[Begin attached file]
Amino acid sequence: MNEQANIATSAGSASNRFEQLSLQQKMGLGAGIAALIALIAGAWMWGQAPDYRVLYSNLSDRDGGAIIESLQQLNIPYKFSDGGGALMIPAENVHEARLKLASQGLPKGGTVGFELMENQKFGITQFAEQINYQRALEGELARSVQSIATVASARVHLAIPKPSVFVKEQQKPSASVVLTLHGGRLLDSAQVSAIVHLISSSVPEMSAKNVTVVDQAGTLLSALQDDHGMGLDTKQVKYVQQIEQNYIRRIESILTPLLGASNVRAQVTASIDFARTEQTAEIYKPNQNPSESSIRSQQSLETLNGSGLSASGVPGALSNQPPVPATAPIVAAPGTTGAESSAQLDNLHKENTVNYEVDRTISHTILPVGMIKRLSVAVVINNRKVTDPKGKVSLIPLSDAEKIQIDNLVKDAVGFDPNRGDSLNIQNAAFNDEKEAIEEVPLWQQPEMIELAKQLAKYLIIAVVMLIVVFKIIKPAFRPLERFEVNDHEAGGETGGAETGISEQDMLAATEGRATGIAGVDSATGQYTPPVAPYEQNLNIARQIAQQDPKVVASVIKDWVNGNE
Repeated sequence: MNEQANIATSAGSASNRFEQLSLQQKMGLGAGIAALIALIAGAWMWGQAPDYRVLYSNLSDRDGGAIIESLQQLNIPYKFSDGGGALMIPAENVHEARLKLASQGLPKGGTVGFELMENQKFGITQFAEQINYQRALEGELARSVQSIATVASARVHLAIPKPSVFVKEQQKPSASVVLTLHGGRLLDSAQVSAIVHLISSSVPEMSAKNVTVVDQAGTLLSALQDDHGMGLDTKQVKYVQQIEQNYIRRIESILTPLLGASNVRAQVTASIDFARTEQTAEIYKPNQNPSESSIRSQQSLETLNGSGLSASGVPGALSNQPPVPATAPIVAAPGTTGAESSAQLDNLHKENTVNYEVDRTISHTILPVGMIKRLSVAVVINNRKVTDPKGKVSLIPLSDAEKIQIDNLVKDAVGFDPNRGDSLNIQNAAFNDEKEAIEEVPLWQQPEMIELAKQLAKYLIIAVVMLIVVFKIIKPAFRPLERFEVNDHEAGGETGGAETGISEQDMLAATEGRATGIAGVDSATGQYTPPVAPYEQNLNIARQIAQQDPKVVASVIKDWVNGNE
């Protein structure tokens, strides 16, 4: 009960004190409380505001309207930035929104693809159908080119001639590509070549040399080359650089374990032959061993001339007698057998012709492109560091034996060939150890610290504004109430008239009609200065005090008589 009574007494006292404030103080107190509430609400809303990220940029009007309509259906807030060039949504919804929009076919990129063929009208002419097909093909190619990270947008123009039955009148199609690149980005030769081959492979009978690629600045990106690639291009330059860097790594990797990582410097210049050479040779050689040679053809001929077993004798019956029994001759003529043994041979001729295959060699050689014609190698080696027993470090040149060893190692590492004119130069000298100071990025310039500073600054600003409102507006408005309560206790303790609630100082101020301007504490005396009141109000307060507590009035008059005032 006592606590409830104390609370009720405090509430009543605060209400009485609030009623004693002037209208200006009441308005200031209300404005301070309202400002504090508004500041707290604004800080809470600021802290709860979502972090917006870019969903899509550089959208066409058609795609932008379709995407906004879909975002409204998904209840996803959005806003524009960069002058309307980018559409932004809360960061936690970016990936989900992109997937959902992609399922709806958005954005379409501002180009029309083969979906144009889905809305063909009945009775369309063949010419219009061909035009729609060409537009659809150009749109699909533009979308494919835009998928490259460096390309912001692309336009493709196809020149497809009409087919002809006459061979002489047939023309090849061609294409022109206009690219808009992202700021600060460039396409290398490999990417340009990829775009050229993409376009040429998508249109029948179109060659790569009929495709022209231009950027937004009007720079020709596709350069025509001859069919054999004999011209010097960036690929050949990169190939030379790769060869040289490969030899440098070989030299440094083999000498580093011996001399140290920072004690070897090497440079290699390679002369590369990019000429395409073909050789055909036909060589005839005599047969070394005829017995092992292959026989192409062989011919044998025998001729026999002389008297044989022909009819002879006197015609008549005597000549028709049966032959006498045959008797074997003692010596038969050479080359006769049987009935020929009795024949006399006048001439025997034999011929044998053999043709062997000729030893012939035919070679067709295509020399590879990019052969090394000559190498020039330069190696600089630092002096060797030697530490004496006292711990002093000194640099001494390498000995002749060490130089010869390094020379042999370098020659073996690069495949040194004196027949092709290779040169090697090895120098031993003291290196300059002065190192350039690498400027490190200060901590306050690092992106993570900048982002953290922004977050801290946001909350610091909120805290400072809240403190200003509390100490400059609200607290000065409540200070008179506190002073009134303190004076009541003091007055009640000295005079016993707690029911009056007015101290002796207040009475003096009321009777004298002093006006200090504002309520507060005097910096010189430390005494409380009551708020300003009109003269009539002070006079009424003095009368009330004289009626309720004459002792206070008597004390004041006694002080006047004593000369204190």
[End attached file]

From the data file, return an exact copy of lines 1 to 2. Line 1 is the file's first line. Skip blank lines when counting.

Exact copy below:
Amino acid sequence: MNEQANIATSAGSASNRFEQLSLQQKMGLGAGIAALIALIAGAWMWGQAPDYRVLYSNLSDRDGGAIIESLQQLNIPYKFSDGGGALMIPAENVHEARLKLASQGLPKGGTVGFELMENQKFGITQFAEQINYQRALEGELARSVQSIATVASARVHLAIPKPSVFVKEQQKPSASVVLTLHGGRLLDSAQVSAIVHLISSSVPEMSAKNVTVVDQAGTLLSALQDDHGMGLDTKQVKYVQQIEQNYIRRIESILTPLLGASNVRAQVTASIDFARTEQTAEIYKPNQNPSESSIRSQQSLETLNGSGLSASGVPGALSNQPPVPATAPIVAAPGTTGAESSAQLDNLHKENTVNYEVDRTISHTILPVGMIKRLSVAVVINNRKVTDPKGKVSLIPLSDAEKIQIDNLVKDAVGFDPNRGDSLNIQNAAFNDEKEAIEEVPLWQQPEMIELAKQLAKYLIIAVVMLIVVFKIIKPAFRPLERFEVNDHEAGGETGGAETGISEQDMLAATEGRATGIAGVDSATGQYTPPVAPYEQNLNIARQIAQQDPKVVASVIKDWVNGNE
Repeated sequence: MNEQANIATSAGSASNRFEQLSLQQKMGLGAGIAALIALIAGAWMWGQAPDYRVLYSNLSDRDGGAIIESLQQLNIPYKFSDGGGALMIPAENVHEARLKLASQGLPKGGTVGFELMENQKFGITQFAEQINYQRALEGELARSVQSIATVASARVHLAIPKPSVFVKEQQKPSASVVLTLHGGRLLDSAQVSAIVHLISSSVPEMSAKNVTVVDQAGTLLSALQDDHGMGLDTKQVKYVQQIEQNYIRRIESILTPLLGASNVRAQVTASIDFARTEQTAEIYKPNQNPSESSIRSQQSLETLNGSGLSASGVPGALSNQPPVPATAPIVAAPGTTGAESSAQLDNLHKENTVNYEVDRTISHTILPVGMIKRLSVAVVINNRKVTDPKGKVSLIPLSDAEKIQIDNLVKDAVGFDPNRGDSLNIQNAAFNDEKEAIEEVPLWQQPEMIELAKQLAKYLIIAVVMLIVVFKIIKPAFRPLERFEVNDHEAGGETGGAETGISEQDMLAATEGRATGIAGVDSATGQYTPPVAPYEQNLNIARQIAQQDPKVVASVIKDWVNGNE